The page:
The designer Kate Spade died Monday, in an apparent suicide, at the age of 55. The news was not just tragic but shocking: Spade’s eponymous line of handbags and, later, clothing and housewares, exuded a chic and colorful whimsy, a kind of cheery stylishness. Though Spade left the company in 2007, it’s hard to separate the founder from the brand.
And for those of us who came of age in the late ’90s and early aughts in affluent suburbs where the Kate Spade bag was the ur-status symbol, the brand feels viscerally linked with those most formative, vulnerable years.
The Mini Sam was the Kate Spade starter purse, small and square with a strap wide enough only to sit delicately on your forearm. “I had the nylon mini in the prettiest slate blue color,” my friend Irene texted as our conversation shifted from processing the news to reminiscing about our own Kate Spade bags, “for cotillions and bat mitzvahs and dances.”
Irene grew up in North Carolina, where things like cotillions and dances existed. In my Long Island town, it was bar and bat mitzvahs all the time. It wasn’t uncommon to go to three bar mitzvah parties in one weekend—Saturday afternoon after the temple service, Saturday night, and Sunday.
My grandparents got me a Mini Sam during the height of bar mitzvah season. It was a silky black material, with four simple flowers embroidered on it. It was the most beautiful thing I had ever seen. I slipped my hand through its tiny straps and practiced the 90 degree arm angle required of fancy purses. I had never felt so ladylike. The purse was the perfect size for someone who didn’t have to carry very much at all: a small silver Nokia phone, handed down from my mother, to be used for emergency calls home and heated games of Snake; Mac lip gloss; assorted mints to ward off temple breath and assist in the event of an unexpected slow dance; a seating card and the seasonal coat check ticket. What else did a 12-year-old need?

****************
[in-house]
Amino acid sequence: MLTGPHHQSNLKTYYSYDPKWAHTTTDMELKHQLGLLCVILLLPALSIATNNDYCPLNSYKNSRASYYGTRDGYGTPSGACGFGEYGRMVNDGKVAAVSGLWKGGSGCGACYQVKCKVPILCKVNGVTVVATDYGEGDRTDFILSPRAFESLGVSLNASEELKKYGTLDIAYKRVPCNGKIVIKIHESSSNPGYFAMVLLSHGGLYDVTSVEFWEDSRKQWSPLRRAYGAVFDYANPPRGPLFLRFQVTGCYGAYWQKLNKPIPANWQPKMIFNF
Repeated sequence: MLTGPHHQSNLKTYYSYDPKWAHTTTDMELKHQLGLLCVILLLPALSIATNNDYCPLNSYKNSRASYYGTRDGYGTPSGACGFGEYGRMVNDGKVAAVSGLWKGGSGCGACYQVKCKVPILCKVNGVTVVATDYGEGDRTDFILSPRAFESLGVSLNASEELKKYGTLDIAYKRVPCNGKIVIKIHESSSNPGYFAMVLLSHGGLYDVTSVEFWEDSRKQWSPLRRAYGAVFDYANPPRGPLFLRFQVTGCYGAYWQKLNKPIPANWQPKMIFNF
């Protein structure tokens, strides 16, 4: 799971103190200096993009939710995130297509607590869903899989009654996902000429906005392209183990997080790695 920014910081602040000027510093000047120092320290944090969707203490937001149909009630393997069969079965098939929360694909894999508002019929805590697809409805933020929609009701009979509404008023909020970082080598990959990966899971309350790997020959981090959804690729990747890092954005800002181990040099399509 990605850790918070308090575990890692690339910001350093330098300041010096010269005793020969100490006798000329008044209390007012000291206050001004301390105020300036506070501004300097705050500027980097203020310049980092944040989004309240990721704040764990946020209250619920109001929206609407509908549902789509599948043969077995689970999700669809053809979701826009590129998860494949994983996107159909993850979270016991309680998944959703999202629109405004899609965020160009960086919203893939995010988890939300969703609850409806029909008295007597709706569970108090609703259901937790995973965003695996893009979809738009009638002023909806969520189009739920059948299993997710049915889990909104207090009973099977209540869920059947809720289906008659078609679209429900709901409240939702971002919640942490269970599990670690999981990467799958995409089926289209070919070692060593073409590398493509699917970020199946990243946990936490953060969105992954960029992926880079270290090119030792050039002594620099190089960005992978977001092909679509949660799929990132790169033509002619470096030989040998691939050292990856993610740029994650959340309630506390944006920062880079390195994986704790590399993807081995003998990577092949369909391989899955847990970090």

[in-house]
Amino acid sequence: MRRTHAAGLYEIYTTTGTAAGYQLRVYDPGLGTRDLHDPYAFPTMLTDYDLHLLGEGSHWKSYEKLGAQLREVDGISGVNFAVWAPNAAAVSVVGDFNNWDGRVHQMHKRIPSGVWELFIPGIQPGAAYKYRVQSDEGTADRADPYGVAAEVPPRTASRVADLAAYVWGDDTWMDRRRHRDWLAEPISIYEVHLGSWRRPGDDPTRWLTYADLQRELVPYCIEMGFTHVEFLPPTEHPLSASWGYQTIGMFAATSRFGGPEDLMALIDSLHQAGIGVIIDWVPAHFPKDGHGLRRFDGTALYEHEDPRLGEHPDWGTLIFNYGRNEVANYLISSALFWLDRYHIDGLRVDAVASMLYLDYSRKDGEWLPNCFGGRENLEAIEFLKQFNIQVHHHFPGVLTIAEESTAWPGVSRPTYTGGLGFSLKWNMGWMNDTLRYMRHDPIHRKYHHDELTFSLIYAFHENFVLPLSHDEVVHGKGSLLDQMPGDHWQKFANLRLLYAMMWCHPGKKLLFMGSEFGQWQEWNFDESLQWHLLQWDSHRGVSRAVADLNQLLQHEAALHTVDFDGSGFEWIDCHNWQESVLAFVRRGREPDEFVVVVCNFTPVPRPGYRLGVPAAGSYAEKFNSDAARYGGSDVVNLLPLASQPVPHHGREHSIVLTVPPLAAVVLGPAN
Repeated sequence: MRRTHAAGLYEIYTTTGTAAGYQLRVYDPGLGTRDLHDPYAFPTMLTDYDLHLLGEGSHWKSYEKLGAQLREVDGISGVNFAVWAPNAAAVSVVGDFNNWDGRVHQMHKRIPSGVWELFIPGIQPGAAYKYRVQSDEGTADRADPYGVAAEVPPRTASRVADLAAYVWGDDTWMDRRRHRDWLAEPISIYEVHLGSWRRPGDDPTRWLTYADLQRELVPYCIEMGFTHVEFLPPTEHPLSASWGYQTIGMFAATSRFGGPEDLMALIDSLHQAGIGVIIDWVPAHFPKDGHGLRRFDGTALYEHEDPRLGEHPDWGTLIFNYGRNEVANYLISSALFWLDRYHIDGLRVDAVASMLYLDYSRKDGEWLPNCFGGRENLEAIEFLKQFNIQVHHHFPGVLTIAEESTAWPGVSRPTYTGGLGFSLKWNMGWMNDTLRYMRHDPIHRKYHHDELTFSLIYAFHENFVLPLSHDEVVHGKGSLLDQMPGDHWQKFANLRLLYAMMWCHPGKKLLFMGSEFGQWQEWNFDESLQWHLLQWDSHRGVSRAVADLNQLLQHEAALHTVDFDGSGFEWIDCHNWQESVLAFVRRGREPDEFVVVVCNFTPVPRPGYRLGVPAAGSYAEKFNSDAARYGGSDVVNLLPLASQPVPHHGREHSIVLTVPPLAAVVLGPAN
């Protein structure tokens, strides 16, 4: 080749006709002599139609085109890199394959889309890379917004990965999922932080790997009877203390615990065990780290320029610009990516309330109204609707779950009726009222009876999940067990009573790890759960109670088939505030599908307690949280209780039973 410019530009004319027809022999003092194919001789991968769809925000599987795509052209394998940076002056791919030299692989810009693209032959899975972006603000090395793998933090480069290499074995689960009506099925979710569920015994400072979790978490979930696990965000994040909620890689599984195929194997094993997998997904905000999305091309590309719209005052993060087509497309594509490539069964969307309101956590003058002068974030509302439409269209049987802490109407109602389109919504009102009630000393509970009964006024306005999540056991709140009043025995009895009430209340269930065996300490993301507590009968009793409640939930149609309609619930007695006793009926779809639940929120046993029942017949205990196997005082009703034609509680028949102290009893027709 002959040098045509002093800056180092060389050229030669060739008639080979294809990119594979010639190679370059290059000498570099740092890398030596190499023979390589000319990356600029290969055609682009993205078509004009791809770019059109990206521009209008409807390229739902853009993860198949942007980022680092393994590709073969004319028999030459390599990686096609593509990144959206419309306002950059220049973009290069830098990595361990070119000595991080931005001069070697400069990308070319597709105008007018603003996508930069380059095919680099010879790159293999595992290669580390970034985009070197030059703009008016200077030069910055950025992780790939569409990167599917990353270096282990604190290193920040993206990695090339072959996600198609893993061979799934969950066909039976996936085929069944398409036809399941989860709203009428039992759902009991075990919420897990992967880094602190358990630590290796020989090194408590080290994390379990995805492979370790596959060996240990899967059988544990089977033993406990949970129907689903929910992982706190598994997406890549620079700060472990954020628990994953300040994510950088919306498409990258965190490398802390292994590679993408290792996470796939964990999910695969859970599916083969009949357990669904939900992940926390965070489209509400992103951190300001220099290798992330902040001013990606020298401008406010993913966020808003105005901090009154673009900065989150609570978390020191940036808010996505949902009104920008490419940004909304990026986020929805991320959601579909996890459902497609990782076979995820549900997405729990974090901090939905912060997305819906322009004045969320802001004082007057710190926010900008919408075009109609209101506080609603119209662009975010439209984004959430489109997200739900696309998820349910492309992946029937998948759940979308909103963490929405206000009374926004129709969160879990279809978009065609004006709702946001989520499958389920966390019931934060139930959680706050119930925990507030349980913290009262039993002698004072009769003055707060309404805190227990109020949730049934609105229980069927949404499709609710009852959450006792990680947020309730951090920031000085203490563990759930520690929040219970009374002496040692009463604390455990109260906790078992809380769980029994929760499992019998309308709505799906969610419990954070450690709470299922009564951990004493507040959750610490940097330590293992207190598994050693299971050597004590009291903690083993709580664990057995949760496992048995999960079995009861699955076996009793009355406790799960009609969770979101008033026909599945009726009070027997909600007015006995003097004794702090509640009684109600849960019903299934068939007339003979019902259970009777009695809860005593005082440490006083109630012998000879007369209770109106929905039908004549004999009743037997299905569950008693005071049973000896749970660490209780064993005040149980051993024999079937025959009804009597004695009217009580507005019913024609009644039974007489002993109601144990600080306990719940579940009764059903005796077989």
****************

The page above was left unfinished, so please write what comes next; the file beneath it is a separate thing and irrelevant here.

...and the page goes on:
I paired the purse with my go-to daytime bar mitzvah outfit, a mid-calf length skirt and a shrug sweater set, and I immediately felt more grown-up. Its outsized femininity and almost cartoonish geometry made me stand up straighter and affect the posture and posturing of someone older—a Busy Important Woman who had meetings and lunches and plans. And then I’d go to Temple Emanuel and play yet another game of Coke and Pepsi. But the promise of the Mini Sam bag—that more was waiting beyond just gawky boys and gossipy girls—remained potent and mesmerizing.
Kate Spade helped me feel confident and self-assured at the most outrageously awkward time of my life. She helped me pantomime the poise and presence I imagined young adulthood to require, bringing me one step closer to figuring it all out. That’s what makes the news of her death so deeply jarring—that the person behind the pocketbooks, onto whom we had projected aspirational visions of future perfect lives, was someone we didn’t actually know at all.
And that for all she did for us, there was nothing we could do for her.
National Suicide Prevention Lifeline: 1-800-273-8255 (TALK) SpeakingOfSuicide.com/resources.
Stephanie Butnick is deputy editor of Tablet Magazine and a host of the Unorthodox podcast.